A little about the Jul et Mad line, for those who are not familiar with it...

Jul et Mad

If you like backstories for your perfumes, this line has it. The Jul et Mad line's Histoire d’Amour was presented to us at MiN by one of the owners, Madalina, who told of her love story with Julien (get it: Jul et Mad?). The perfumes trace this story and express it in scent, from Romanian-born Madalina's single days in New York working in the cosmetics industry, to when she first meets Parisian-born world traveler scientist-type Julien in Paris, through to the couple's first trip away together in Venice.

The perfumes were developed by perfumer Dorothée Piot of Maison Robertet (Amoauge Memoir WomanOlfactive Studio Chambre Noire, and others) following the company's tagline "Perfume Without Compromise". Each of the three scents comes in a beautiful, fabric-lined box, accompanied by a travel-size atomizer because Madalina believes women should be able to touch-up their scent experience throughout the day. She spent quite a bit of time considering every facet of the production, from scent (of course) to packaging and bottle design. I like the way she thinks, though I do wish the scents were available in smaller bottles as a stand-alone (cheaper than the current $280 for 50ml - parfum concentration, btw), as while I adore the perfumes I must compromise or my kids don't eat! :)

Stilettos on Lex
One of my favorite things about perfume is the phenomenon of sillage. A scent trail. The lingering impression left in one's wake. An olfactory timestamp. A memory.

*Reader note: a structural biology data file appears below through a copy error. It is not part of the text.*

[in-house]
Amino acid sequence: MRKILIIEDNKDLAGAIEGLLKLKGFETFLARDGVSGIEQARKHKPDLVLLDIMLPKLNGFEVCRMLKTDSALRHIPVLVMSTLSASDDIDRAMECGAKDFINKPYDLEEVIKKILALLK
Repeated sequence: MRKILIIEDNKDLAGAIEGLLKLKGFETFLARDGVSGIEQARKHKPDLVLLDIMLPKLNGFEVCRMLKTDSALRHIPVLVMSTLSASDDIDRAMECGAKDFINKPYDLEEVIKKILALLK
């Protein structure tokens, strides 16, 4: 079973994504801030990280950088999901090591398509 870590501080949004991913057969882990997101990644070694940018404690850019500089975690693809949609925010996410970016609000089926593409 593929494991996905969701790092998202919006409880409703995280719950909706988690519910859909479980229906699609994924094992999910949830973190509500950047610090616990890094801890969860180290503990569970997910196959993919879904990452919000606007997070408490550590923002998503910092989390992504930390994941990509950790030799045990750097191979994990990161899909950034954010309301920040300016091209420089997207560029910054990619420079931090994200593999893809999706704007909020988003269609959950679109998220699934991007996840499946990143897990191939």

This is the basis for the first scent in the Jul et Mad story. It tells the tale of a single, cosmopolitan woman (our Madalina) as she walks down the street leaving a sensual and confident sillage trailing behind her. We hear her heels click as she leaves nothing but that sound and that smell to burn into our minds. Dramatic, but you get the point.

What does this Stilettos on Lex sillage story say?

I now invoke my luck, hoping that one day I will cross again her magnificent allure on this same legendary avenue…Her image disappeared, but during her short passage she offered me the most attaching of memories: her perfume…

The Accord: Chypre Fruity Floral

A timeless ode to eternal beauty opening on a sparkling fruity-gourmand note, a prelude to the opulent floral bouquet, dominated by the softness of heliotrope, and crowned by the powdery and sensual touch of iris and carnation… A mysterious and exalting mélange of musk and precious woods reinforce and sublimate this composition of ultimate elegance.
Head : Lemon, Pear, Davana, Plum Liquor
Heart: Lily of the Valley, Violette Leaves, Rose Absolute, Heliotrope, Iris, Carnation
Bottom: Musk, Madagascar Vanilla, Indonesian Patchouli, Atlas Cedarwood
A lovely story - but the perfume: does it stack up? Well, almost everyone I've encountered thinks so! It was, that night we met it, the most popular of the three, though I think the others have become just as beloved - perhaps Stilettos is most accessible? I don't know. I myself favored Amour de Palazzo that night, but I'll talk about that in a moment.

Stilettos on Lex is a modern take on both the chypre style of perfumery and on the traditional "lipstick" or "cosmetics powder" accords. The fruity opening, dominated by a luscious plum, is a flirtatious wink and smile, delightful but not sticky or shrill. Stiletto's heart features rose, violet, powdery heliotrope, and other lovely florals that bloom softly and with beautiful presence before folding graciously into the musky, softly-powdered base (in which the cedar and patchouli are barely noticeable but give a certain strength to a bottom that would otherwise fly away).